Gather 'round, children, and hear the story of a feature-length horror film from the days of yore — 1984 — about an adorable, unusual pet that had very specific care instructions (which are flagrantly ignored during the course of said film). "Gremlins" is a classic cautionary tale about signing up for pet ownership without proper respect for or understanding of an exotic animal's needs.
In "Gremlins," a man buys a mysterious, adorable creature called a mogwai for his son as a Christmas gift. The care instructions for the creature are simple: Don't get the mogwai wet, don't expose it to bright light and don't feed it after midnight. Of course, "Gremlins" wouldn't be a very good movie if all of these warnings weren't totally forgotten in short order, spawning an army of gremlins — bat-eared reptilian demons that require being vanquished before they murder everyone in town. But what's good for a horror movie is basically never good for real life. And though some exotic pets can turn into literal horror movie material for the owners, for some exotic pets, their owners are the real gremlins.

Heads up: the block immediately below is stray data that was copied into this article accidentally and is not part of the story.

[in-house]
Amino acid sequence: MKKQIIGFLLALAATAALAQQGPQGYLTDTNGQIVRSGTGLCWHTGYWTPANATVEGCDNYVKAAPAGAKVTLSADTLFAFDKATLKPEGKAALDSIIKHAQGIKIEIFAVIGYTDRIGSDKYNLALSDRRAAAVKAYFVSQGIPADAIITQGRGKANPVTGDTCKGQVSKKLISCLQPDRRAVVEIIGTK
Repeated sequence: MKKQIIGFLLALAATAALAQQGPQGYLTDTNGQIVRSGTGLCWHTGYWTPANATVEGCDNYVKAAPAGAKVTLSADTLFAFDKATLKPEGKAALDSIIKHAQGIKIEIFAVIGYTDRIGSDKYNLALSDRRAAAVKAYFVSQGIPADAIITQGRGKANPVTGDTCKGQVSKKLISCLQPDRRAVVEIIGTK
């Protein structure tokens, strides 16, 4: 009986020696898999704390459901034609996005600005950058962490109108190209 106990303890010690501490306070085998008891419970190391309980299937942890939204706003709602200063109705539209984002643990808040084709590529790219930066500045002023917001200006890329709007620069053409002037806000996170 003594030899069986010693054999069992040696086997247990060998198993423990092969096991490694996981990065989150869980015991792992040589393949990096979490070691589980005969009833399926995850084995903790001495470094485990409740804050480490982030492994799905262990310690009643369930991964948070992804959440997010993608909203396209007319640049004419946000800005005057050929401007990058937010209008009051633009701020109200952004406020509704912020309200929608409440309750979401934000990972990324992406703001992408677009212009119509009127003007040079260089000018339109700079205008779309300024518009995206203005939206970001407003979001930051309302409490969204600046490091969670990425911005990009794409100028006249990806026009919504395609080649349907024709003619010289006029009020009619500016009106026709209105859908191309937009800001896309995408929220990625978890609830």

Which is why it's important to know what you're doing with any pet, but especially an exotic one that hasn't had thousands of generations to acclimate to hanging out with humans.
Take the chinchilla, the softest little rodent you've ever petted. These fast, high-jumping, grapefruit-sized rodents are used to surviving on dry, windswept grasses of the high Andes in Chile (although their range originally extended into Bolivia, Peru and Argentina), hanging around in herds and huddling together in the cold crevices between rocks. Chinchillas are so soft because they evolved at around 14,000 feet (4,270 meters) above sea level where their ultrasoft, warm coats are necessary. While a human only has one hair per hair follicle and even the softest rabbit has 50 hairs per follicle, a chinchilla can have up to 80 — their hair is so dense, parasites like fleas and mites can't even get through it to suck their blood.